By Mohammad Ghaderi

Trump and Macron complementary roles

January 9, 2018

TEHRAN - The evidences show that "Donald Trump" and "Emmanuel Macron", the presidents of the United States and France, have sought to redefine the "White House Policy towards the JCPOA". In last September and during the United Nations General Assembly, we saw the cooperation of Washington and Paris on how to deal with the nuclear accord.

Accordingly, Trump and Macron decided to manage and lead the process of "changing the JCPOA" using the legal capacities of the U.S. Congress. Macaron's words about the "likelihood of completing the JCPOA," and including the issue of Iran's missile power and the new time limitations against Iran's nuclear program in the context of the Joint Comprehensive Plan of Action, were indicative of this bilateral agreement between the White House and the Elysee Palace.

Following Trump's controversial speech about the JCPOA and his order to the Congress to review the nuclear deal in 2 months, Macron continued his negative maneuver in dealing with the missile program of the Islamic Republic of Iran. But the Congress wasn't able to come to a conclusion over the JCPOA by this time, and the vice president of the United States has announced the cooperation of the U.S. government and the Congress to approve a new law on Iran's nuclear deal. Mike Pence has said:

"The Trump administration and members of Congress are working on a new set of nuclear- and missile-related Iran sanctions that would replace the 2015 nuclear agreement that permits the Islamic republic to resume nuclear weapons development after ten years."

According to the vice president of the United States, Trump's administration and the Congress are preparing a law that if Iran starts trying to develop a nuclear bomb and missiles, all nuclear and missile sanctions will immediately apply against Tehran!

About 3 weeks ago, Emanuel Macron explicitly stated that "the JCPOA" is unchangeable. However, he still talks about completing the nuclear deal! What is certain is that completing the nuclear deal means changing this agreement. Macron knows well that a proposition called "completion of the nuclear deal" through an addendum, a supplementary agreement or even an interim agreement means a breach of the initial agreement.

In such a situation, the JCPOA will lose its value. Therefore, France, like the United States, seeks to change the nuclear deal, but with a different literature! Here the main question is: "How will Paris and Washington do that?" There are some points that need to be addressed in this regard:

First, the American authorities will first try to agree on a joint plan to "change the JCPOA". Over the past two months, Tom Cotton and Bob Corker, two Republican senators, have been struggling to persuade Congress to work in line with Trump's goals. But they failed in this regard. According to the Cotton-Corker joint plan, Iran's missile activities will be tied to the JCPOA, and if Iran prevents the IAEA from inspecting its military sites, the nuclear deal will be automatically canceled! Also, in the plan of these two American senators, the so-called Sunset clauses will be removed and the limits on Iran's nuclear program will become permanent! Obviously, all of these are obvious example of changing the nuclear deal. Anyway, Democrat senators believe that this plan is synonymous to the U.S. withdrawal of the JCPOA. This is the reason they haven't accepted it so far. Nevertheless, the joint talks between the Congress and the White House on this plan still continues.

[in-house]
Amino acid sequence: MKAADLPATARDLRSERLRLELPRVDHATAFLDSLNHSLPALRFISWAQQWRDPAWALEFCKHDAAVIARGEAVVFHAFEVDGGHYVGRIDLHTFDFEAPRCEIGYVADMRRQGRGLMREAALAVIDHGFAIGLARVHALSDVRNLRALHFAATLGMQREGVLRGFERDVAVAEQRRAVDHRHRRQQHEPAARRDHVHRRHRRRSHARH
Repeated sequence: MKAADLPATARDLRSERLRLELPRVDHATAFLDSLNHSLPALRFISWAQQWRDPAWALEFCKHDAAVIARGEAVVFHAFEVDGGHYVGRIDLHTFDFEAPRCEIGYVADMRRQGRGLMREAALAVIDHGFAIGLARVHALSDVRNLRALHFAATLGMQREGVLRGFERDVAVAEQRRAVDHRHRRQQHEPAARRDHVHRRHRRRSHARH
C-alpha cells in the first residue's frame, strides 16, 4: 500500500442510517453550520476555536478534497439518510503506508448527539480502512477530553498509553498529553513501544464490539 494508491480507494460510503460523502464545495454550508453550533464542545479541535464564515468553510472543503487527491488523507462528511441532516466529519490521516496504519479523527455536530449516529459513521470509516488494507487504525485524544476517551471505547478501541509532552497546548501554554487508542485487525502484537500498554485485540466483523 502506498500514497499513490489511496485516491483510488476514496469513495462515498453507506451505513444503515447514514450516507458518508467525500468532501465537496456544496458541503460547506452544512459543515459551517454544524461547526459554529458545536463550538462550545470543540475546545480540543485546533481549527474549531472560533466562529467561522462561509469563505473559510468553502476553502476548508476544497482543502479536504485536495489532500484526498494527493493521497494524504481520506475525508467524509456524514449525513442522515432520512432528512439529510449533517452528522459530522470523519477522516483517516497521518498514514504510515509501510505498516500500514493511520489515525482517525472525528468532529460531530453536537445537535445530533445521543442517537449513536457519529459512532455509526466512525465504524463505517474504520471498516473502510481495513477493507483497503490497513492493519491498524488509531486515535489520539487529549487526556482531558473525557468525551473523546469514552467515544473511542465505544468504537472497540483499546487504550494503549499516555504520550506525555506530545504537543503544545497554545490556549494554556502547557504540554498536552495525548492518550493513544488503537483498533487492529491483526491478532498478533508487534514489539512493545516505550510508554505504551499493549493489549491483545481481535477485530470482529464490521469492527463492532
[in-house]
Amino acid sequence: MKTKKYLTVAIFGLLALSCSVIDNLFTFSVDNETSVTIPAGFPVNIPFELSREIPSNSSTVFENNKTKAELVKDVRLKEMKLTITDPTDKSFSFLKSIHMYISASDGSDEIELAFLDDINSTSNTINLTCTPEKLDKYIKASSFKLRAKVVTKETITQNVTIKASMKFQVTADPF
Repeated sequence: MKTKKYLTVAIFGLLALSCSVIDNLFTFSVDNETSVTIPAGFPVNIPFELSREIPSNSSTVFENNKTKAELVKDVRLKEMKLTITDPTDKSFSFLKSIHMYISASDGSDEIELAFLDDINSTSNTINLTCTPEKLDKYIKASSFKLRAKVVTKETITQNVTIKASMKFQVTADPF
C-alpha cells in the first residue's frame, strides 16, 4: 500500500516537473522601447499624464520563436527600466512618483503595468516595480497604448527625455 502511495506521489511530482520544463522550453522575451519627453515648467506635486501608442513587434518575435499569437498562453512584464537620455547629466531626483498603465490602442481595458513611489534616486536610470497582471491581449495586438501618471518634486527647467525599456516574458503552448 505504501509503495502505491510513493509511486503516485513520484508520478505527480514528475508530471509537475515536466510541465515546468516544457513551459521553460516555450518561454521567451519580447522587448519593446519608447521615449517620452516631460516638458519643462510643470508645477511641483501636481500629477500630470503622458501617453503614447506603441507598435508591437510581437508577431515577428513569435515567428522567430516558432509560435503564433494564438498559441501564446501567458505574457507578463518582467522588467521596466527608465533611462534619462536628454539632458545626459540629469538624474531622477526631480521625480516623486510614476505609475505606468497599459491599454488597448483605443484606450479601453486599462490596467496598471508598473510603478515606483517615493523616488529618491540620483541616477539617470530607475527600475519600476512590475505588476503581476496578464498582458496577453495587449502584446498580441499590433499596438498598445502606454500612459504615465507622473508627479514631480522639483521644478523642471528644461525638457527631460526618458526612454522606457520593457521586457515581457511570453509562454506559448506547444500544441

Secondly, the Elysee Palace still has the task of maneuvering on the "completion of the JCPIOA" and proposing it as a common approach to the nuclear deal! This is while the term "completion of the JCPOA" has essentially no meaning other than "Changing the JCPOA". Emmanuel Macron, on the one hand, states that the nuclear deal is unchangeable and, on the other hand, calls for the completion of it, by including Iran's missile power and imposing permanent restrictions on Iran! Obviously, this contradictory approach is not acceptable at all. What is clear is that the slightest change in the content of the nuclear deal means the lack of commitment of the other party, or in other words, the official withdrawal of the P1 + 5 members of the nuclear deal.

  Insisting firmly on this stance by our country's diplomacy system and foreign policy apparatus can counteract American-French joint action. The third point that should be taken into consideration here is about the nature France role in this regard. It should not be forgotten that Washington and Paris are completing a common puzzle. In other words, we shouldn't see the games of Paris and Washington separate in this field. Speaking of France as a "medium player" or an "independent player" would be a mistake in our foreign policy. Paris has now entered the controversial field as a "player completing the U.S. game." Meanwhile, the soft literature of the French authorities shouldn't deceive us so that we may ignore the danger of a sudden change in this country's conduct.

The reality is that the French president and its Foreign Minister are not going to have a similar approach like the previous government of the country (Hollande and Laurent Fabius) towards the nuclear deal, rather the same approach used by their former government in opposing to our peaceful nuclear activities will continue. What is currently important is the smart observation of Paris playing on the U.S. ground. Through this smart observation, we can successfully deal with their joint playing.

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